Packaging a site relaunch with a product launch or a promotion can effectively enhance the impact of the relaunch "event," asserts Bower. "If you're a retailer, offering discounts on whatever you sell, or doing something like a one-week sale [timed with the relaunch] can draw people to the site. Really, whatever your business is, some kind of promotion makes sense."
There's no shortage of channels through which to create a buzz around a relaunch. For consumer brands in particular, says Bower, "you probably want to lean more on new Web 3.0 social media tools," such as by setting up a Facebook storefront or page dedicated to the site relaunch. Tirelessly working social media channels proved fruitful for KGS Bikes. First Saunders focused on creating a following on networks such as Facebook and Twitter. Then, having succeeded in building a solid following on each, he announced the site relaunch to his followers. "I think the social networking can be the difference between wasting your money and time and being successful [with a site relaunch]. The Internet is the great equalizer," Saunders says.
In a similar social vein, entrepreneurs looking to maximize the impact of a web site relaunch should consider using a communal approach to revamping the site, says Mike Michalowicz, author of The Toilet Paper Entrepreneur.
"Most launches go about it in the wrong way, where they try to emulate the opening of a restaurant," he says. "That might create curiosity, but it doesn't build community. A really powerful way to build community, and the customer loyalty that comes with it, is to involve existing customers in the process. Make it a communal design of the site, where you ask them a few questions about how to improve your site, so they feel like they have a stake in the outcome. It not only gives you a chance to communicate with people, it establishes instant loyalty if their suggestions are implemented."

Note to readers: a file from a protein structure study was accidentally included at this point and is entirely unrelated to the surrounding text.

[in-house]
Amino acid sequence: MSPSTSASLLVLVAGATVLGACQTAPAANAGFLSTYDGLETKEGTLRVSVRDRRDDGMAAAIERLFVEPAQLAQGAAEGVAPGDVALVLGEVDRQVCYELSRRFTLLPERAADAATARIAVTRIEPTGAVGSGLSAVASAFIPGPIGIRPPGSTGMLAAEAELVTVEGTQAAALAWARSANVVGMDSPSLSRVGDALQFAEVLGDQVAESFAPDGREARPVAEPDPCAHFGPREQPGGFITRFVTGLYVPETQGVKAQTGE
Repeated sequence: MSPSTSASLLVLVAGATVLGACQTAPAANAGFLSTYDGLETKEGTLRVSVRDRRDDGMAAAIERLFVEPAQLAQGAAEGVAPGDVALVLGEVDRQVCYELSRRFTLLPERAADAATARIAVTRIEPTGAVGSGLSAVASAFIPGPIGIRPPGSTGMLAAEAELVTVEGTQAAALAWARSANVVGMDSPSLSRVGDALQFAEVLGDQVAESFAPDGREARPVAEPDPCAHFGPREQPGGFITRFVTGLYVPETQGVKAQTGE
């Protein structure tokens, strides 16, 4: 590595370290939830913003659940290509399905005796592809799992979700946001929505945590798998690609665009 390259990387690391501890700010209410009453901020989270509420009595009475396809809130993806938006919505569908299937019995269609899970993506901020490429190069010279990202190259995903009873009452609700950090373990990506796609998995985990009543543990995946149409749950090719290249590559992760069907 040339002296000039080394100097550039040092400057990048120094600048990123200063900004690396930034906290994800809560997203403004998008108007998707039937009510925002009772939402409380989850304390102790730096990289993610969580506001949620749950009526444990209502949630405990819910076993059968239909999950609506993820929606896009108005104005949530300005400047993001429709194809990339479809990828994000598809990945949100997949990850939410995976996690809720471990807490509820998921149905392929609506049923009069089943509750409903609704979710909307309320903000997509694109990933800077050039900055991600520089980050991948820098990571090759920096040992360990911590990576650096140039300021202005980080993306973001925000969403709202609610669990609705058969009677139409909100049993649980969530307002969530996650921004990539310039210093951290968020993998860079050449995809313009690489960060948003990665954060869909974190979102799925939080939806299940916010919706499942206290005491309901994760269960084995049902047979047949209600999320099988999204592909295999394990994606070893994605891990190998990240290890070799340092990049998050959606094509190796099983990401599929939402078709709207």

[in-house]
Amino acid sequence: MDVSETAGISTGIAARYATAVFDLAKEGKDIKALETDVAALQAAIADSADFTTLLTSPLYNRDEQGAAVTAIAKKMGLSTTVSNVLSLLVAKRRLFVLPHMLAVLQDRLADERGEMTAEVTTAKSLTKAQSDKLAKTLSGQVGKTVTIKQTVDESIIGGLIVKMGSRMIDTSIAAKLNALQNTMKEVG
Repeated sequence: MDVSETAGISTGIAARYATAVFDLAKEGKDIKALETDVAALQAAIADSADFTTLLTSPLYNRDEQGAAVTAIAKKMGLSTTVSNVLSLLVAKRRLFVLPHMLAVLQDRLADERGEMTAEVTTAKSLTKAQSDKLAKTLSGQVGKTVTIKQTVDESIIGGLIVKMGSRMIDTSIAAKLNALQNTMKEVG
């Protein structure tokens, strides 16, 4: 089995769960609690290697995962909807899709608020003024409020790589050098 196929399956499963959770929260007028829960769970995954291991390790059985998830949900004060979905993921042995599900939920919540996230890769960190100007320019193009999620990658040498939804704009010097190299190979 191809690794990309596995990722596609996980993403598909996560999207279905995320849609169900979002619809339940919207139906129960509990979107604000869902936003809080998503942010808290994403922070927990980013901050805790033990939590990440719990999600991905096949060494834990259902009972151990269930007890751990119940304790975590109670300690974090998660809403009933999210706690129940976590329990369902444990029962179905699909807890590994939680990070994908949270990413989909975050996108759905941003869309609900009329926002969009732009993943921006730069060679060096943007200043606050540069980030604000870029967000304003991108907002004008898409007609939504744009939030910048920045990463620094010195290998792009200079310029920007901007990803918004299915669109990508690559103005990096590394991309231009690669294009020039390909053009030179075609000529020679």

Further, Michalowicz says, don't be shy about leveraging that community good will by asking Twitter followers, Facebook friends or allied bloggers to help spread the word about a site relaunch.
Social media may be sexier, but don't overlook traditional PR, marketing and media tools--print advertising, search-engine-optimized press releases issued on the Web and sent to media outlets via e-mail, etc.--in efforts to create buzz for a site relaunch. "There are plenty of sites you can use to send out a press release at little or no cost," Bower says, "and local newspapers are dying for content right now."
Search engine optimization is vital not only to drawing attention to a press release announcing a site relaunch, but to attracting traffic to the site itself once it's relaunched, says Davis. That puts a premium on consistently updated site content and key words. Goel says that one of the goals in redesigning the JangoMail site was to "show the search engines we have dynamic content."
Will it be worth your while as a business owner to take the extra steps to transform a humdrum web site relaunch into a "happening?" The determining factor in that decision usually is not money but time, Michalowicz says. "You don't have to break the bank, but you definitely need to break a sweat."
David Port is a freelancer based in Denver who writes on small business, and financial and energy issues.